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How to get you and your work noticed when filling out a juried show application


So it’s time for you to fill out an application for a show that you’re just dying to get into and it’s juried. What is a juried show you ask? They’re typically very competitive shows that get more wonderful applicants than they have room for so they have to narrow down their selection through a juried process. They place each applicant’s work in front of a jury and carefully select the best and widest array of work possible; trying their best to keep the vendors selected completely different from one another.

If you have to win over the jury on your product before you are accepted into this amazing show, how do you do that when the jury can’t physically hold, touch, and inspect your product? You do this through having excellent photographs. Don’t just set your product on your kitchen table and snap a picture. Have fun with it! Here are a few pointers for wowing the jury with your product photography:

1. Show off your product!

• Think about your favorite aspects of your product and be sure you highlight those in your photos. Are you drawn to the delicate features you’ve individually hand drawn onto your product or are you in love with the simplicity of your elegant accessories? Photograph that shit.

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2. Put thought into it. Create a layout.

• Don’t just set your product on your kitchen table, snap a photo, and call it good. Put some thought into it! Think about where your product will be used or worn. Perhaps your photography skills would be best utilized in your product’s natural environment. Or perhaps, your product would shine best with a simple background; having the sole focus be on your product. What about incorporating simple props into your photo to add variety and show the scale of your product? There are many ways to have an excellent photo!

• As an example, for my small accessories I like to use a smooth-paper sketch pad (texture can be distracting) and fold it into an L-shape between the wall and the base of my photography station. I then set my product in the center and photograph close-up, making sure to crop out anything in the background that might be distracting.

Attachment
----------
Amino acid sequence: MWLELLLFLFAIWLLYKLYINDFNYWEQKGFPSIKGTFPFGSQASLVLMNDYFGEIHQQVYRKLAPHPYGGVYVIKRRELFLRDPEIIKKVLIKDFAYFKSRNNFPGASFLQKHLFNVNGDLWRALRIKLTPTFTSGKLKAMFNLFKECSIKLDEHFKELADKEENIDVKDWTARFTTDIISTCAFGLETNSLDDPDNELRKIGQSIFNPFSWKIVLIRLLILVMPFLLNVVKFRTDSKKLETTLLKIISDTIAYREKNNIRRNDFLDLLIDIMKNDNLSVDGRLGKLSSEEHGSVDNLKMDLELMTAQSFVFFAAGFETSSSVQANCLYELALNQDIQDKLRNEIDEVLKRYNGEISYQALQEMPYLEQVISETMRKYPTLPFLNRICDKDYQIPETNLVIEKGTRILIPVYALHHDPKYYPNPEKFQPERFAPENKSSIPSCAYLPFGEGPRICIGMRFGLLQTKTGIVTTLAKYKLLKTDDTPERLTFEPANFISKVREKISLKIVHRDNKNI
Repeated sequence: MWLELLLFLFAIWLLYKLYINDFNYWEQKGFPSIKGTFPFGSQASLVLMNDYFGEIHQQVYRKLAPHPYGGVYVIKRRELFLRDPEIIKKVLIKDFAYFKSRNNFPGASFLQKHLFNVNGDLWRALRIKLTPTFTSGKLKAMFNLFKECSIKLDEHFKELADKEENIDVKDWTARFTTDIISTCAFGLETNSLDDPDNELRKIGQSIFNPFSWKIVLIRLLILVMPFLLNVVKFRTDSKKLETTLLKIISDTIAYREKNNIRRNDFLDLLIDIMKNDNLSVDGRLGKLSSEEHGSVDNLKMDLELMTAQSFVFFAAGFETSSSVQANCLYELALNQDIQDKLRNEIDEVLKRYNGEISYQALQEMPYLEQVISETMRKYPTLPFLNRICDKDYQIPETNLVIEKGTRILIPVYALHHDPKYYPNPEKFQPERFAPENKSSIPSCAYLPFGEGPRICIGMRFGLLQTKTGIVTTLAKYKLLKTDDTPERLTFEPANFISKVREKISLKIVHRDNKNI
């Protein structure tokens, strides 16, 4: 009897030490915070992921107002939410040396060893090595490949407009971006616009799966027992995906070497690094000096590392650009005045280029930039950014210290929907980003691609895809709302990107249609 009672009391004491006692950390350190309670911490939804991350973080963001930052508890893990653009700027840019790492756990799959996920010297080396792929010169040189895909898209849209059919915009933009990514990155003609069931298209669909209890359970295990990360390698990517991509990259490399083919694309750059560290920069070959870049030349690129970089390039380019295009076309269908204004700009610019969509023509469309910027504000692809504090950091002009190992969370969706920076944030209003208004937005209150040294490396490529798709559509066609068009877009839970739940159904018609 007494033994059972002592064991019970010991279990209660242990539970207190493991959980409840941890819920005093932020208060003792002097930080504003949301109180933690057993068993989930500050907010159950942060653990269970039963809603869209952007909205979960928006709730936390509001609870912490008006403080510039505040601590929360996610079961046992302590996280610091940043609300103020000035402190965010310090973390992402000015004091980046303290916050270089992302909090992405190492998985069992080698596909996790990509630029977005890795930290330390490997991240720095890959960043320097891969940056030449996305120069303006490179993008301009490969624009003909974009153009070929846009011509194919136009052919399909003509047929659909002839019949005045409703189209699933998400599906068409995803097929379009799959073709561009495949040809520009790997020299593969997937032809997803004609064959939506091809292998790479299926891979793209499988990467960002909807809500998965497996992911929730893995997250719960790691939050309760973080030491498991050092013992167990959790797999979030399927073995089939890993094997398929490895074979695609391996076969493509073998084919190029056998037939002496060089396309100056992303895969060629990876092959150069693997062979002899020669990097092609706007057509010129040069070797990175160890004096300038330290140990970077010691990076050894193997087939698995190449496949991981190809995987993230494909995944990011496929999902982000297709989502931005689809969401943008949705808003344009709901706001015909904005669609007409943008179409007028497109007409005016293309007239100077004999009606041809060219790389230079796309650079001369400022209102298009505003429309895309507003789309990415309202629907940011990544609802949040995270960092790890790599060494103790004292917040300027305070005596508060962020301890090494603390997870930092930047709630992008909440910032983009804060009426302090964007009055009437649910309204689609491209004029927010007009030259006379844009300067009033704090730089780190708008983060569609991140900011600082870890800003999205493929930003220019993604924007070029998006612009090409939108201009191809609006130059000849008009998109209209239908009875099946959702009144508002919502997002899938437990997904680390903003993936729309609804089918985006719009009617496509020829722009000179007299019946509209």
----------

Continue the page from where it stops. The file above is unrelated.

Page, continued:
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3. Play with the lighting.

• In my opinion, this is probably the most important factor to having an excellent photo. Indirect natural daylight is key and whatever you do: NO FLASH! The flash on your camera is just like putting your product in direct sunlight; it gets bleached and washed out and your photo loses so much of it’s potential luster. I like to photograph my jewelry in my studio, with my photography station against the east wall that lets in light through our south-facing window. As nerdy as it is, I study when the best time to photograph is and in my studio with the set-up I have, the best photos are taken between 11:00am and 1:00pm. Play around with different spots throughout your home and decide where the best place (and time of day!) to photograph your work is!

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4. Show your product’s versatility and variety.

• Typically, juried shows ask for a submission of 3-5 photos of your best work. If you have a ton of work, it can be super overwhelming trying to narrow down your photo selection to just 3-5 photos! What I like to do is submit one close-up, one with my branding displayed, one of my product in its natural environment (so for me, a jewelry artist, I have a photo of my work being modeled), and then 1-2 photos that I think will be the icing on the cake.